Mutton-less valley

The disappearance of mutton from markets has forced Kashmiris go without their favourite food for weeks. Abdul Mohamin reports.

A rate row prompted by the increase in the taxes on import of sheep and goats by the state government has resulted in the vanishing of mutton from the markets in Kashmir.

Kashmir has the highest per capita mutton consumption in India. The high demand has led to inflated rates, much higher than the rates fixed by the Consumer Affairs and Public Distribution (CAPD) department.

“The huge demand of mutton in Kashmir gives butchers a leverage to have a free hand to decide the rates. They never following the prices set by the government,” says Gowhar Ahmad Shagoo, a resident of Rainawari, Srinagar.

Kashmiris have more liking for mutton sourced from sheep, unlike in Indian plains were goat meat is preferred. The availability of mutton in Kashmir markets reduces drastically whenever butchers and wholesalers want to raise its prices.

Dr Mohammed Ashraf Paul, Associate Director Research (Animal Sciences) Faculty of Veterinary Sciences, Sher-e-Kashmir University of Agricultural Science and Technology, blames the huge mutton demand for the high retail rates.

“It is this liking (for mutton) that is resulting in exploiting of consumers. We always pay more for mutton, though better sources of protein are available in the shape of meat sourced from other animals, which we shy away from even tasting,” said Paul.  

He urged a change in people’s preference to stop consumer abuse both in prices and quality of mutton. “This will also help in limiting our reliance on (mutton/sheep) imports.”

There is no set procedure, or facility, veterinary experts say, to check the quality of mutton available in the market.

“The government agencies are ill-equipped to check quality of mutton sold in the markets and only ineffectively try to control prices,” they said.
Mutton disappeared from the markets after the administration issued an order setting the retail price of wholesome mutton at Rs 220 per kilogram. Butchers want the price to be raised to Rs 240.

Officials say the government move was aimed to ensure indisputable pricing and supply. However, it resulted in vanishing of mutton from the shops. The authorities had also warned that they would act against retailers charging more from consumers.

The mutton wholesalers say that there is no problem with retail rates. “The imports of sheep from outside have been stopped only because of enhancement of the toll from this year,” say the wholesalers.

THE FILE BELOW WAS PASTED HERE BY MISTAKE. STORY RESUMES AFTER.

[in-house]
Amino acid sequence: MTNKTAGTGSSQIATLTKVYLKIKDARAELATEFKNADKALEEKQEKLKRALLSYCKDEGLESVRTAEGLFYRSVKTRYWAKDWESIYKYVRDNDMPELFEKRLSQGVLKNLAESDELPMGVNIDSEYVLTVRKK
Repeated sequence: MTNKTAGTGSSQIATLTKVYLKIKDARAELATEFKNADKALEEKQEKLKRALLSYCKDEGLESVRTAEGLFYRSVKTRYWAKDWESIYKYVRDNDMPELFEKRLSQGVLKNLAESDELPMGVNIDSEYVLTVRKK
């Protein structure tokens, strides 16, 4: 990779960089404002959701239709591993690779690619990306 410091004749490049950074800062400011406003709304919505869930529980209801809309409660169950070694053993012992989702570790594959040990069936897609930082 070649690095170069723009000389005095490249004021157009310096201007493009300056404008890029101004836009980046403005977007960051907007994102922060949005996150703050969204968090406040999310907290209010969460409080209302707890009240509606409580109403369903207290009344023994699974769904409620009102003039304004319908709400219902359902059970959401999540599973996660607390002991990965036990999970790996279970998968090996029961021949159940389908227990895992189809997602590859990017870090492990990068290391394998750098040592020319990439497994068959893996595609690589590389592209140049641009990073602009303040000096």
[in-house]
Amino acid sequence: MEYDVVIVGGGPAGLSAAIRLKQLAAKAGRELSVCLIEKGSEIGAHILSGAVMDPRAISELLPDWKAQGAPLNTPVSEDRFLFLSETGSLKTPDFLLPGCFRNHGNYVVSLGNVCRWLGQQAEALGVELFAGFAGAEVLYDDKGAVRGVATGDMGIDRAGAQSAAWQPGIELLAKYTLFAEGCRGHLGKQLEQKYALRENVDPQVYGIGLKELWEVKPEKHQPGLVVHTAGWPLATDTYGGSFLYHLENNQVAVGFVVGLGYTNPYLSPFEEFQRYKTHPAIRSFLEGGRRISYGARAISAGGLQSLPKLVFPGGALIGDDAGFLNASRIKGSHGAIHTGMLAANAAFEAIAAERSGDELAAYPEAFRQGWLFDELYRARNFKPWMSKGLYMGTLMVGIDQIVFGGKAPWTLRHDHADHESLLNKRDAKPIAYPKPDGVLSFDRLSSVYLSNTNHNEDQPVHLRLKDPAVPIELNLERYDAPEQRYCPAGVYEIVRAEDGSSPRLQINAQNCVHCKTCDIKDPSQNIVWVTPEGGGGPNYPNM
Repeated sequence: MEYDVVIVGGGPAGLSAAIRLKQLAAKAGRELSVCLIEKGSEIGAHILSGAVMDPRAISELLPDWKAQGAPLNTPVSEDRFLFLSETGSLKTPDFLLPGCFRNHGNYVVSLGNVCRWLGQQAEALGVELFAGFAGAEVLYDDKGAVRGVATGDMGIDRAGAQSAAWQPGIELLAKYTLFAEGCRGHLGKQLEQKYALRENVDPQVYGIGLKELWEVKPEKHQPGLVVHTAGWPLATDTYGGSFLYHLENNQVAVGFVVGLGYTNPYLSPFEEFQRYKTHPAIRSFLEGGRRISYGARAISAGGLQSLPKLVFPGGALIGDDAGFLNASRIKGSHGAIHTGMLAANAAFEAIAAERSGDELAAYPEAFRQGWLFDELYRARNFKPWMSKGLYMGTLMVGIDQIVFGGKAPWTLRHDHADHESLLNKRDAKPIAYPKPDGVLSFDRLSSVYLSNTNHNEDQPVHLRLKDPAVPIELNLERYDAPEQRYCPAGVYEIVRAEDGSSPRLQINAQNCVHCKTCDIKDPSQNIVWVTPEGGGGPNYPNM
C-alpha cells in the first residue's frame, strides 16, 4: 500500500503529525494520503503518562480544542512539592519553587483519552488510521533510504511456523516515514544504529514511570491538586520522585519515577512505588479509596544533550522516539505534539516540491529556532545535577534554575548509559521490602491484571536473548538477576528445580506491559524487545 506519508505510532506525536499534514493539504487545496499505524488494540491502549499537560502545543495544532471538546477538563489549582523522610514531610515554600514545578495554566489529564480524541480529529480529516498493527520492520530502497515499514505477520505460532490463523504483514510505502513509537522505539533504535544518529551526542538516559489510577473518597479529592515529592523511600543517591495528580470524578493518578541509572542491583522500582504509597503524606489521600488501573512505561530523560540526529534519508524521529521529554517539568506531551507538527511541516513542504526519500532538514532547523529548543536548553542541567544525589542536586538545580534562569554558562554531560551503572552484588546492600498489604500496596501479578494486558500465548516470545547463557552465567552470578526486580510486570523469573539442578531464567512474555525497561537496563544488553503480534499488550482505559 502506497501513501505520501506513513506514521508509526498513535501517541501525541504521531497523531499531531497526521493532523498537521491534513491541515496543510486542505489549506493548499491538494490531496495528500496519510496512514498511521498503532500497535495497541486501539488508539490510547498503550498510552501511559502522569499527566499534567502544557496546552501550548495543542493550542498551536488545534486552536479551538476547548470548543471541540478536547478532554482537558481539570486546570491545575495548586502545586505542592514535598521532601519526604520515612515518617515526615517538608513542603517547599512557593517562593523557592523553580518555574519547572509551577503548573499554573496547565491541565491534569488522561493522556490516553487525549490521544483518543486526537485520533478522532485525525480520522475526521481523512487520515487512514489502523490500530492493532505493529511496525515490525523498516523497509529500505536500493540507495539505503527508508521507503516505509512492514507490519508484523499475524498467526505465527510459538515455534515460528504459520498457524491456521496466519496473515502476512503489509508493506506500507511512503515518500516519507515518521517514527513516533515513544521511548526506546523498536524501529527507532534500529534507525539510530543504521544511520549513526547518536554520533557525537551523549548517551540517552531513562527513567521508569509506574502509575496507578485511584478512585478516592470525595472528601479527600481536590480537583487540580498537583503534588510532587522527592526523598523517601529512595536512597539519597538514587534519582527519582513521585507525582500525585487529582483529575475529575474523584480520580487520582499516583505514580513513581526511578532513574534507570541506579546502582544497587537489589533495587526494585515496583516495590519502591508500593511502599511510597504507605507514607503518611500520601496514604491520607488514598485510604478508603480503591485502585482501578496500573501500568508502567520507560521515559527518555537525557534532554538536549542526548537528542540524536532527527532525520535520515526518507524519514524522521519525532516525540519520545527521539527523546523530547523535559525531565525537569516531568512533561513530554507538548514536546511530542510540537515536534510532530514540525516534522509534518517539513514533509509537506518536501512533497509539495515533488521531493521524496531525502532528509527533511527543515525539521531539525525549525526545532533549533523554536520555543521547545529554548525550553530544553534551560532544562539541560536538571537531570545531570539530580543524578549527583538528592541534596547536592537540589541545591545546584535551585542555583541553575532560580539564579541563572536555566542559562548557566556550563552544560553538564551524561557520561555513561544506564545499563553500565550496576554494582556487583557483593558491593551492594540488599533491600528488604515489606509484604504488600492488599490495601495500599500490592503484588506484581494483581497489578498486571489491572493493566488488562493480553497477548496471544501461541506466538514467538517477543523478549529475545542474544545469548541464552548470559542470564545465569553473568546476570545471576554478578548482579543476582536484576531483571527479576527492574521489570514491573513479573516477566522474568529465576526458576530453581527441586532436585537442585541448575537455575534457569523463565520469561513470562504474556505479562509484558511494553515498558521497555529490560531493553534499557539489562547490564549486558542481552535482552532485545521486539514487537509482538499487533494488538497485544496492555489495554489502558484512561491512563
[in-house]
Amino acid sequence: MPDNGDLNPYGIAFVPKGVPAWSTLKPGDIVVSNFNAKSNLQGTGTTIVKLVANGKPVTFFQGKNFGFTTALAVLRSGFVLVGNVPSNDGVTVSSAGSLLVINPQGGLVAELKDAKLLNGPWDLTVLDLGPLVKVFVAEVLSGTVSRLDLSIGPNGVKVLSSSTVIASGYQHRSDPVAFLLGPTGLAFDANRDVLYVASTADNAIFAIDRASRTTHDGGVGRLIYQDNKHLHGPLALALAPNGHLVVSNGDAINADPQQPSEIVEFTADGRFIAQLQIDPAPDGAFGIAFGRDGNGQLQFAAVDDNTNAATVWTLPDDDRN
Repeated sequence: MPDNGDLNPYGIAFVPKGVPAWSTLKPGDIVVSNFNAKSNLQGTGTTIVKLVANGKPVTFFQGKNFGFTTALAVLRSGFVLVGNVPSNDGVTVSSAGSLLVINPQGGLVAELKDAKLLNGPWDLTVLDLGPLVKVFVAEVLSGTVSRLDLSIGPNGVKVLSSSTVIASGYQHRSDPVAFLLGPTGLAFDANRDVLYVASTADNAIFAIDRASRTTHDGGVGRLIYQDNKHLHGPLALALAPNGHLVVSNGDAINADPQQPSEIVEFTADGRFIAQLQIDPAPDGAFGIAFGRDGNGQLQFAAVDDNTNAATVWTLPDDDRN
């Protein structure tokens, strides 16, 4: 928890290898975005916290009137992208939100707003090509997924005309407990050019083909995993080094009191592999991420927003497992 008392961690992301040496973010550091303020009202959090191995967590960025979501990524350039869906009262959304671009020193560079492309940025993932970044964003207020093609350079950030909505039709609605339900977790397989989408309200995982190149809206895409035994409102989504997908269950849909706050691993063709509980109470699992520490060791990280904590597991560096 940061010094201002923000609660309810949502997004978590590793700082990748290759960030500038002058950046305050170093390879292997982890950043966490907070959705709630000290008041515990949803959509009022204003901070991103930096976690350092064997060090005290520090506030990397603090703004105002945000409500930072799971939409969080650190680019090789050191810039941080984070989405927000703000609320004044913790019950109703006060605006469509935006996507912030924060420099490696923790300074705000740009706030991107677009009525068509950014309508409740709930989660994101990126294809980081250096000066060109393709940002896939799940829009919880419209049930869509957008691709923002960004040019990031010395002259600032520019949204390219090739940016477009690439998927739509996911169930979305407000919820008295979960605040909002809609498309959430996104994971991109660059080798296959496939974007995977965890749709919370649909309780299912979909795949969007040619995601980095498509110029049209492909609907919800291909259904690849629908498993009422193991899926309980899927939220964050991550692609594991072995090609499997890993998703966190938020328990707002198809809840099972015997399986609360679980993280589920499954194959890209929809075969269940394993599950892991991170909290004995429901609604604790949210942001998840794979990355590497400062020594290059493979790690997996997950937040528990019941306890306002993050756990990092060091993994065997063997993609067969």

In the recent budget, the government decided to levy a toll tax of Rs 250 per quintal on import of sheep and goats, while earlier the toll was Rs 35 per animal regardless of its body weight.

Demanding a roll back of the new toll regime, Manzoor Ahmad Kanoo, President of the Kashmir Wholesale Mutton Dealers Association, said, “The newly introduced tax is possibly the main reason for rise of mutton prices. It will not ease in near future and the government will have to bring out a new rate structure.”
Kanoo said that the Association has met the concerned ministers over this issue but have not been able to get their demand fulfilled.

As the stalemate continues, the wholesalers have stopped import of sheep and goats.

Around Rs two crore worth of sheep and goat are imported from outside the state daily, say the wholesalers.

The major Mandi (wholesale market) that feeds Kashmiri their quota of non-vegetarian stock are Delhi, with dealers also purchasing from Amritsar, Ambala in Haryana and Seikar Rajashtan. The local production is consumed within the state itself.

A top official in the Enforcement Wing of the CAPD department said that enforcing the officially sanctioned mutton rates has always been tricky.

“The rates fixed by the government were violated by the butchers at will, and more surprising element was that we seldom got any complaint about consumers being charged more by butchers,” he said adding that on several occasions during market checking and on spot enquiries, the consumers would always say that the butcher was adhering to the government set price list, which mostly never was the case.

The price row has forced mutton out of the dinner plate, which usually is a regular feature in Kashmiri food.

Many people will go great lengths, and distances, to fetch a pound of their preferred food commodity. Paying more is the easiest part of the arduous task of procuring mutton when it is not available on shops.

Gowhar says that mutton is not available at the shops, but several butchers sell it clandestinely at much higher rates.

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